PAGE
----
We packed up our gear and headed back. We milled around, but couldn't get close to the block where Tsarnaev was shot and arrested. Cheers were heard moments after his capture was announced electronically. People emerged from their homes and a street party took shape instantly. Locals applauded a stream of ambulances, police cars and other official vehicles proceeding through town. Using their P.A. systems, the police and emergency responders thanked the public. The feeling of relief was palpable.
Stakeouts and the Huffington Post don't usually go hand in hand. HuffPost's philosophy is to break away from the pack and find a unique angle to investigate. But there are times when a HuffPost reporter gets caught up in the mix and finds himself filing stories from a rental car and tweeting updates from impromptu press conferences, and that just might have been the best way to contribute to coverage of an event of that magnitude.
Michael McLaughlin is a staff reporter for The Huffington Post and has previously worked for the Daily News and the Brooklyn Paper.
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“…,” I said.
By Rebecca White
“Your son was just shot point-blank in the basement. How do you feel about that?”
“Tell me, and forgive me if this is a hard time for you, but had you any inclination that your neighbor would throw her roommate’s toddler off of the balcony like that? Did you hear a fight? Did you see the blood splatter on the pavement?”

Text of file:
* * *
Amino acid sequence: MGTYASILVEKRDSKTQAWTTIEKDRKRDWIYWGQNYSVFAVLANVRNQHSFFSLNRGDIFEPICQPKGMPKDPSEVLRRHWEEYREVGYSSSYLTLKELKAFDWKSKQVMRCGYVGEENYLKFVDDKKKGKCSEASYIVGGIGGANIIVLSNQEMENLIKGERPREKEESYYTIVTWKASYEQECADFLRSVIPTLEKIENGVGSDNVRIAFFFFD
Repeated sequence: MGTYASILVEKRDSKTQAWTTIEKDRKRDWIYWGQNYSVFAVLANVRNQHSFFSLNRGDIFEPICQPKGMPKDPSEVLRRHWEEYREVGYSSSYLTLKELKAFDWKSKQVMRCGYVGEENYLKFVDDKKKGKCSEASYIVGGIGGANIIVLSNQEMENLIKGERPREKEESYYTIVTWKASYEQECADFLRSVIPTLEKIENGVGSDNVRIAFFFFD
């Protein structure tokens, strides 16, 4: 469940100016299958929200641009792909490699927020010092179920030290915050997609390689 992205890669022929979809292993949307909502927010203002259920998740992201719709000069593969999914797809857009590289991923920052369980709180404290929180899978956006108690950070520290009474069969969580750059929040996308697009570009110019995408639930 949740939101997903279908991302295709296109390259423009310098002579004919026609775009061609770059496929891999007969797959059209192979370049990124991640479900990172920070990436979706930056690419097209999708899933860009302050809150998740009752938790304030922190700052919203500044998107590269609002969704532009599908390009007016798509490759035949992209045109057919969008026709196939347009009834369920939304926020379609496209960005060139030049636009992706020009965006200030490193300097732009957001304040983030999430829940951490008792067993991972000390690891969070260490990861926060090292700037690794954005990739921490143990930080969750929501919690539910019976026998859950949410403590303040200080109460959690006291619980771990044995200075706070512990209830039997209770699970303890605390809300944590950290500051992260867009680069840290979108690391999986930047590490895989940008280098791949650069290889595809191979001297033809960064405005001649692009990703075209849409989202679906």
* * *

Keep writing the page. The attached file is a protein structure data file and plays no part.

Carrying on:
“I need a comment, basically, on why the mayor let his daughter bring her pig to dinner. No big deal. But if you could also confirm its name and the specific breed, that would be fantastic.”
“Which way did the tornado go?”
“Do you feel that members of the LGBT community owe it to you to vote for you for mayor? And what color are your toenails painted today?”
“Was she bound and gagged and tied to the bed, or just raped? And if she was bound, was it with her sweatsuit? I heard someone say there was a sweatsuit.”
“I’m sorry, again, I mean no disrespect and I don’t really need to go anywhere. Before you start driving…please…it’s just that I heard that you were the cab driver who took Mr. Strauss-Kahn to the airport and that he told you he was in a rush and needed to get there quickly…I mean no disrespect…Please don’t get angry. I know you don’t want any trouble.”
“Ms. Olsen? What are you wearing? I mean, who. Who are you wearing? Because I can see that yes, yes it is some type of coat.”
“Don’t worry, I promise I won’t ask about Lindsey Lohan. We’re the Times. We don’t do that kind of reporting. But, on that note, it must be so frustrating to have people ask you about your ex all the time, right? I mean, you’re a d.j. You’re an artist. And the past is the past, right?”
“When you’re psychically communicating with the dead pets, do they ever tell you things like, ‘I hate Iams!’ or something?...Oh, of course! How silly of me. Dogs can’t read.”
“How many times were you stabbed in the skull, again? I couldn’t hear.”
Rebecca White is Narratively's Director of Operations and a Contributing Editor. As a stringer for the Times for four years she covered crime, politics, and celebrity nightlife. She also freelances for the Post's Pet Features column. Follow her @RebeccaWhiteNY.
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Sarah Clark is an illustrator and animator living in Oakland, CA. She makes masks, monster doodles and baseball comics at www.sarahclarkart.com.